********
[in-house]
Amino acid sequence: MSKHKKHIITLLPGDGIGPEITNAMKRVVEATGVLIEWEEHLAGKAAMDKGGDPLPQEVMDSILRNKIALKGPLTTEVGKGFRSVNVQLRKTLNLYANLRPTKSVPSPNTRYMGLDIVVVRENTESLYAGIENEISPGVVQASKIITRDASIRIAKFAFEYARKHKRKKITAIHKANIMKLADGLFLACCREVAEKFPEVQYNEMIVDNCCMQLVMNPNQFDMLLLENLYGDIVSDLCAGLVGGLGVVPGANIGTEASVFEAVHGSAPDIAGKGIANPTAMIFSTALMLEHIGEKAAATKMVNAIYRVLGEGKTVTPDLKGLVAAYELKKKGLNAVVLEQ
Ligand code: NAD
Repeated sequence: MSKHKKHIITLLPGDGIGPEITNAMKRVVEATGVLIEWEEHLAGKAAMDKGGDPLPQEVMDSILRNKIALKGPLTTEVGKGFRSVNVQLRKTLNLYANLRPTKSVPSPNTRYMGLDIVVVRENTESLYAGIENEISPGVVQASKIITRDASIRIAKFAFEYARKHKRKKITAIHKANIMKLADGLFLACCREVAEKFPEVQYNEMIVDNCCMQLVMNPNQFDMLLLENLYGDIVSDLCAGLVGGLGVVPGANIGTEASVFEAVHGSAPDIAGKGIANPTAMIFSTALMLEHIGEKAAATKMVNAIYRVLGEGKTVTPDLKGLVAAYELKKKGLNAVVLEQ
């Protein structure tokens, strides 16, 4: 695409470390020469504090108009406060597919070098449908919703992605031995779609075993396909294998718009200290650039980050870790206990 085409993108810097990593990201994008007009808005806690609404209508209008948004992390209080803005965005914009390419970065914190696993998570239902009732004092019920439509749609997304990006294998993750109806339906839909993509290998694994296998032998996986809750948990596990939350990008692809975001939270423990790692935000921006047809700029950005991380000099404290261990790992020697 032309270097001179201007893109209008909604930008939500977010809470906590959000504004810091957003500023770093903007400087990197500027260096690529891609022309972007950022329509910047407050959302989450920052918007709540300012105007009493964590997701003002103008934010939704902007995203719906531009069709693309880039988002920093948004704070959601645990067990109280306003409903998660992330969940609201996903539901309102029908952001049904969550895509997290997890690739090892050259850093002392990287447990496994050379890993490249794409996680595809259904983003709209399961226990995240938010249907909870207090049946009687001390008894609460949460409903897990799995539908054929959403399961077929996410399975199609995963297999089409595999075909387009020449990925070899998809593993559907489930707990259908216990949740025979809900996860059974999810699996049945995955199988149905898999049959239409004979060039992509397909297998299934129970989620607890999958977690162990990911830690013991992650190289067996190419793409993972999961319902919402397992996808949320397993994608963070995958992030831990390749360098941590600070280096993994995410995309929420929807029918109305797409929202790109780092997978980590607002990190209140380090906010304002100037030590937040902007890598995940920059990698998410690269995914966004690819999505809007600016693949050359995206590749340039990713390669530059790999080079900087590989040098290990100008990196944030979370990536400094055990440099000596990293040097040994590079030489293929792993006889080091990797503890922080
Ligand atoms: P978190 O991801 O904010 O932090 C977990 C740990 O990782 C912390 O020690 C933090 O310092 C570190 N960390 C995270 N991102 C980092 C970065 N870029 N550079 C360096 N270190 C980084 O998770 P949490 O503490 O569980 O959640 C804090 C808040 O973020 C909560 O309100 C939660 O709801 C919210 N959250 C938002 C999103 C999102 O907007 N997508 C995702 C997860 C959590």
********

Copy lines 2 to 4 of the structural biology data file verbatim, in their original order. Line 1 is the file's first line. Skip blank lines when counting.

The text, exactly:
Amino acid sequence: MSKHKKHIITLLPGDGIGPEITNAMKRVVEATGVLIEWEEHLAGKAAMDKGGDPLPQEVMDSILRNKIALKGPLTTEVGKGFRSVNVQLRKTLNLYANLRPTKSVPSPNTRYMGLDIVVVRENTESLYAGIENEISPGVVQASKIITRDASIRIAKFAFEYARKHKRKKITAIHKANIMKLADGLFLACCREVAEKFPEVQYNEMIVDNCCMQLVMNPNQFDMLLLENLYGDIVSDLCAGLVGGLGVVPGANIGTEASVFEAVHGSAPDIAGKGIANPTAMIFSTALMLEHIGEKAAATKMVNAIYRVLGEGKTVTPDLKGLVAAYELKKKGLNAVVLEQ
Ligand code: NAD
Repeated sequence: MSKHKKHIITLLPGDGIGPEITNAMKRVVEATGVLIEWEEHLAGKAAMDKGGDPLPQEVMDSILRNKIALKGPLTTEVGKGFRSVNVQLRKTLNLYANLRPTKSVPSPNTRYMGLDIVVVRENTESLYAGIENEISPGVVQASKIITRDASIRIAKFAFEYARKHKRKKITAIHKANIMKLADGLFLACCREVAEKFPEVQYNEMIVDNCCMQLVMNPNQFDMLLLENLYGDIVSDLCAGLVGGLGVVPGANIGTEASVFEAVHGSAPDIAGKGIANPTAMIFSTALMLEHIGEKAAATKMVNAIYRVLGEGKTVTPDLKGLVAAYELKKKGLNAVVLEQ